In my experience, there are two variations of victim blaming. First, there is self-blame. It’s unique in that the abused individual is inflicting the responsibility of that abuse on themselves. This is extremely common, especially if there has been verbal or emotional abuse involved. It’s part of the reason we stay in abusive relationships; we believe the lie that we are to blame, that we deserve the abuse, that we failed to stop it and must therefore be just as guilty as our abuser. This particular post won’t focus on self-blame but it is definitely a topic for discussion. Just know this: the abuse you suffered is not your fault.
The second form of victim blaming comes from outside voices. Where we’re listening to the voice in our own head when it comes to self-blame, this blame comes from other people [and the media, i.e. news reports that fail to take the side of the victim, resulting in a very skewed view of abuse].
One form of victim blaming is judging the victim’s appearance or actions as the cause of the abuse. It’s a common cultural stigma. If a woman is drunk, dressed in a short skirt, flirting, walking home alone late at night, etc. and gets raped, it was her fault. She was asking for it. I am that awkward flirt you see in the comedy sitcoms. I admit it. But for those times when I have been flirting back and forth with a guy, my thought was more, “I wonder if he’s saying this because he’s actually interested in me…?” Never, ever, ever has it been, “I hope he forces himself on me and ruins the rest of my life.” No one thinks that. But that’s what victim blaming says: you wanted it and you got it so deal with it. Check out the post about the This Is Not An Invitation To Rape Me Campaign for more on this type of victim blaming.
Another reason people prefer to shift the blame to the victim is that they don’t fully understand the concept of abuse. It makes them uncomfortable. Or they minimize the trauma in their minds and thus inflict guilt on both parties. Or they’re trying give themselves the moral high ground because, “Well, I would never have let that happen.” It’s especially easy if someone views the victim as somehow inferior to themselves: “Well, I never drink and she is always drinking so it was bound to catch up with her someday. She made herself an easy target” or “He must have just crossed a line and she snapped. Maybe if he hadn’t been so…fill in the blank…she wouldn’t have attacked him like that”.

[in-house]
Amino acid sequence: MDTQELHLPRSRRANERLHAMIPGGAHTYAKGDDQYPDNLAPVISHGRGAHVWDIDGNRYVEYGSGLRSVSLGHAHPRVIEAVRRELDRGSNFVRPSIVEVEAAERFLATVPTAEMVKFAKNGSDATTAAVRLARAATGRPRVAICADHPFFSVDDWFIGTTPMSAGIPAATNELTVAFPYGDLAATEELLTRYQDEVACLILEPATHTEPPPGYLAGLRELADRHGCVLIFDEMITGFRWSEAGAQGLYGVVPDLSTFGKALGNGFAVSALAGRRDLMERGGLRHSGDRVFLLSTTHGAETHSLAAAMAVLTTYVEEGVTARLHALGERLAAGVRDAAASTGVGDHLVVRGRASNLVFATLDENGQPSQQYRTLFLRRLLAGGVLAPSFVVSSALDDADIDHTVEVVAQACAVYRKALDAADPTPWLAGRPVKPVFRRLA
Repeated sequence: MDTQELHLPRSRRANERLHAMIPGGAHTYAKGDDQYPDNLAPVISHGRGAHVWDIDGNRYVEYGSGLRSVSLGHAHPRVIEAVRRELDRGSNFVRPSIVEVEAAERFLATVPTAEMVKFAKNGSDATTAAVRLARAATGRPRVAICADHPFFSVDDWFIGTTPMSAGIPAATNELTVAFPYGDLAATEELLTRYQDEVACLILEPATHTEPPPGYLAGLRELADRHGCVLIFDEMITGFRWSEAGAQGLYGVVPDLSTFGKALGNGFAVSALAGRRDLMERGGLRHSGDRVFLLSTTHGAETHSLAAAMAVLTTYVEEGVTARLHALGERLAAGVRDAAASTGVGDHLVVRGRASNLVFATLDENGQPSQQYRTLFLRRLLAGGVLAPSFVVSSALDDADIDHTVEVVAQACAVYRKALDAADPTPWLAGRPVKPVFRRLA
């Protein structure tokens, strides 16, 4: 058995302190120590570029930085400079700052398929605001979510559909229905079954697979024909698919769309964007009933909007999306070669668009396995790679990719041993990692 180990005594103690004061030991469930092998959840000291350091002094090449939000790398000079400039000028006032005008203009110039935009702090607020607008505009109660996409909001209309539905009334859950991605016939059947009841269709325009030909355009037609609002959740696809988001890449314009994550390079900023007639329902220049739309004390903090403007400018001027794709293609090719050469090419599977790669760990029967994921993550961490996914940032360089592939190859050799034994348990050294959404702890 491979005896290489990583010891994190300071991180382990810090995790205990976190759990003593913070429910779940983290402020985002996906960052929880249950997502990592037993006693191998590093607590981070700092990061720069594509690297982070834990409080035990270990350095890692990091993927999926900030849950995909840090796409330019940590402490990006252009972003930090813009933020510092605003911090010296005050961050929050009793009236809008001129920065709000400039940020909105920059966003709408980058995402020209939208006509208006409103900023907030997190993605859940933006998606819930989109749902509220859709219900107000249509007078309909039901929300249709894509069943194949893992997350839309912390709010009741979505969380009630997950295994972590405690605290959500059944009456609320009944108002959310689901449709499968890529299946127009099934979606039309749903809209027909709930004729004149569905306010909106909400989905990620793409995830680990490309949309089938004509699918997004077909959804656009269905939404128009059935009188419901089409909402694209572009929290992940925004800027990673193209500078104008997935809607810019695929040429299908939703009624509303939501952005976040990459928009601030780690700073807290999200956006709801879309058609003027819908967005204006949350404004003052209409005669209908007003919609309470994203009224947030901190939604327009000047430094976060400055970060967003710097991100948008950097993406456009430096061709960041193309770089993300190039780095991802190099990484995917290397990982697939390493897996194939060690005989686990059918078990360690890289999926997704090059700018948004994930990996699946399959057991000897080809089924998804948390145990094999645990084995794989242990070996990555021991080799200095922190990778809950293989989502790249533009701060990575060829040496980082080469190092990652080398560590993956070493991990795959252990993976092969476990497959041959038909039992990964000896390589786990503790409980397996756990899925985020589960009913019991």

Finally, abusers tend to make excuses for their actions. In fact, we all do that to some degree. Those family car rides when my little brother and I got on each others nerves…inevitably, one of us would get in trouble because Mum or Dad could hear the “Ow! Stop it!” and whoever had inflicted the pinch or the flick would be the one in trouble. And the response of the accused was always the same, “But he/she said this…he/she started it!”
Ok, so now we’re both in trouble but which ever one of us had taken it to the next level, from petty insults to physical abuse, was the one who received the greatest share of the blame. Why? Because no matter what my little brother said to me, I had no right to physically harm him. I could make up all the excuses in the world but, in the end, I had made the choice to pinch, flick, or slap.
People make excuses because we don’t want to own up to our mistakes or the wrongs that we’ve done. Most kids don’t hunt down their mum to say, “Mum, you better come here because I just spilled grape juice on your white comforter and then used it to cover your wall with my sticky, purple hand prints.” It’s usually more like, “I didn’t do that…”
In the same way, very few people are going to want to openly admit to committing an abusive act. Rather, they’ll shift the blame to their victim and hope that the rest of the world lets them off the hook.
Regardless of the form it comes in, blaming the victim is never right. The victim is never to blame.